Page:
“The SARS-Cov-2 pandemic has forced some difficult situations upon laboratory professionals and administration, but the flexibility and passion for our profession, and transparent leadership have resulted in sustained and even increased laboratory morale.”
Anytime there are substantial changes in employee work expectations and responsibilities, there is a high risk of pushback, and typically a decrease in employee morale. Given the novel nature of the pandemic we find ourselves in, and the drastic importance of COVID-19 testing, laboratory administration cannot afford wide-scale dips in laboratorian morale. Furthermore, large negative shifts in overall employee morale can have long term detrimental effects on department culture, outside and inside department reputation among peers, and the ability to recruit new and talented staff. All this considered, it would be easy to assume laboratory professionals would report a decrease in laboratory morale during the COVID-19 pandemic.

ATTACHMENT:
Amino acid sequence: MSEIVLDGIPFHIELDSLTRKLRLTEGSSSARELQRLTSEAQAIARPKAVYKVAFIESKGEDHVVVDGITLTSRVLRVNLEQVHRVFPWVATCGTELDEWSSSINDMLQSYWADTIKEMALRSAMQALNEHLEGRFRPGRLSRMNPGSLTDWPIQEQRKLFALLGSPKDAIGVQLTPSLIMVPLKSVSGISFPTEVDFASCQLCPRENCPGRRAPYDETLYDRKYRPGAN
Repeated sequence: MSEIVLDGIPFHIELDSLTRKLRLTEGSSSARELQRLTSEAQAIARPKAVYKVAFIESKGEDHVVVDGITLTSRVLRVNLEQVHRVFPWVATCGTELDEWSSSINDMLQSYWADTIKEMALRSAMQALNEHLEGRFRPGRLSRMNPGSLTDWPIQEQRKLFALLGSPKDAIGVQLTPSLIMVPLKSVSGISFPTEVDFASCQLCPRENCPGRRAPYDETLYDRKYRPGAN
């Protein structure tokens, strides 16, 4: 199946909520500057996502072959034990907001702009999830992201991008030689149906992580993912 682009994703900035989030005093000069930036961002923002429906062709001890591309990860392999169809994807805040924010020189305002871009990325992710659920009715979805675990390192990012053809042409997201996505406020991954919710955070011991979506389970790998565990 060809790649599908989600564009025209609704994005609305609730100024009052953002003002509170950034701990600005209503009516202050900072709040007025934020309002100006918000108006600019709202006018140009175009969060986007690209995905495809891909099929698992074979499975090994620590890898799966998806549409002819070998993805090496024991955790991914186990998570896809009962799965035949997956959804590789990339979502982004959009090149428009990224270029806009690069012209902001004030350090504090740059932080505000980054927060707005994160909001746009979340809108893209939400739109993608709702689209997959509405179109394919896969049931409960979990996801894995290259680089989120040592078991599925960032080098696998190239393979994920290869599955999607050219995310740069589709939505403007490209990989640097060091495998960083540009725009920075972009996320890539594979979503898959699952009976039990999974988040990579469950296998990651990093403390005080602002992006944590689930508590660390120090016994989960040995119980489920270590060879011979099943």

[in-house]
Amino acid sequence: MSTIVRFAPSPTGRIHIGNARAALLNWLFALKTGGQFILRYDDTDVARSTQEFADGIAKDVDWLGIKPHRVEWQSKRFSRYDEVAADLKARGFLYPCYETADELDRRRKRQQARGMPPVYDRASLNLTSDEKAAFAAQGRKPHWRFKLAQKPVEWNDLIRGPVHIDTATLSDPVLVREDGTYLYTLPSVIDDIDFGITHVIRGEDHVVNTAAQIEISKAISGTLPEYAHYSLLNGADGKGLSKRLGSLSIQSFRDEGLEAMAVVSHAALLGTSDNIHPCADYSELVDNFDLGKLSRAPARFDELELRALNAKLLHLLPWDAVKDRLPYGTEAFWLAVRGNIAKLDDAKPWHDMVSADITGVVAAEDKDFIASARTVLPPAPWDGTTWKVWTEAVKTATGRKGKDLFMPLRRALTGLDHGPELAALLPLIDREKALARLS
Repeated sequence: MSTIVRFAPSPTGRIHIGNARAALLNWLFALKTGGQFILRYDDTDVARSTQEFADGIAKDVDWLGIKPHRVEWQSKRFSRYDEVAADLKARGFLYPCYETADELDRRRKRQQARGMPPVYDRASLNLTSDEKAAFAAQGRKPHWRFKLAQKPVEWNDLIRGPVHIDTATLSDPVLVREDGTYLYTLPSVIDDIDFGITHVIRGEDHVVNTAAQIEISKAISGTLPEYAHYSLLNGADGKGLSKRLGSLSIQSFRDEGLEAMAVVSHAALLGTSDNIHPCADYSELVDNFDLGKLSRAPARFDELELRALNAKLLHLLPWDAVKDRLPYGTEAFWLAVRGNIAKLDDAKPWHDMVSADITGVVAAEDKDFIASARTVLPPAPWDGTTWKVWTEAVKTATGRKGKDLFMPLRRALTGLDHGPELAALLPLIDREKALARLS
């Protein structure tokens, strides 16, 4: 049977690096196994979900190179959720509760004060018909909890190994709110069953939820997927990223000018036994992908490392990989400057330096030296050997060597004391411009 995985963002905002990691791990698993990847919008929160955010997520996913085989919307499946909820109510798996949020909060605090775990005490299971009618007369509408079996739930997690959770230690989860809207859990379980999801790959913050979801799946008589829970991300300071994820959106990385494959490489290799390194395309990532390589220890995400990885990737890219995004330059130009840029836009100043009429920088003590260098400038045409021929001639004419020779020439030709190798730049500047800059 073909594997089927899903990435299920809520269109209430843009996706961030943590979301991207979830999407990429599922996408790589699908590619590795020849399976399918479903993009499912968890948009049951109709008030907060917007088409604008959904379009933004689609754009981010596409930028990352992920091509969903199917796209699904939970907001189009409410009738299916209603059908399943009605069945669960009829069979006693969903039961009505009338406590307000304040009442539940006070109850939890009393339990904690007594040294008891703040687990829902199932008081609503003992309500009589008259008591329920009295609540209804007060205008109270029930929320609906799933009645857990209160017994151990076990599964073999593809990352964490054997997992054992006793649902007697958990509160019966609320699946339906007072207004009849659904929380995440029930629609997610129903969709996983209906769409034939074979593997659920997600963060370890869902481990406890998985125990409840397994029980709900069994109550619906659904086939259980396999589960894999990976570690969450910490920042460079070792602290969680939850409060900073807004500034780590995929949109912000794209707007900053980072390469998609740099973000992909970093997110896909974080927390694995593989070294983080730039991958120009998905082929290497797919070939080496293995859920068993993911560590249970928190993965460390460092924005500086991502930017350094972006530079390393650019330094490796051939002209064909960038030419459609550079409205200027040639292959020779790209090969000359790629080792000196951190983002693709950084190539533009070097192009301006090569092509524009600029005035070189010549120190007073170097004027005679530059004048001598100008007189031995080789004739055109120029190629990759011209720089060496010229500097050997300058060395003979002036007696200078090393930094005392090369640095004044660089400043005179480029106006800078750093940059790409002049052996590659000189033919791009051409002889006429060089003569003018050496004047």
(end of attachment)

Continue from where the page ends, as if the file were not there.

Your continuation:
Surprising Results from Laboratory Employee Morale Survey
To study this theory, we surveyed laboratory professionals performing COVID-19 testing to get a broad-spectrum, qualitative view of how COVID-19 has affected laboratory employee morale. In preliminary analysis, we found that over two-thirds of surveyed participants reported equal or increased morale at their laboratories from the start of the pandemic through May of 2020. These results are somewhat surprising given its antithetical position to normal expected morale changes resulting from large responsibility shifts.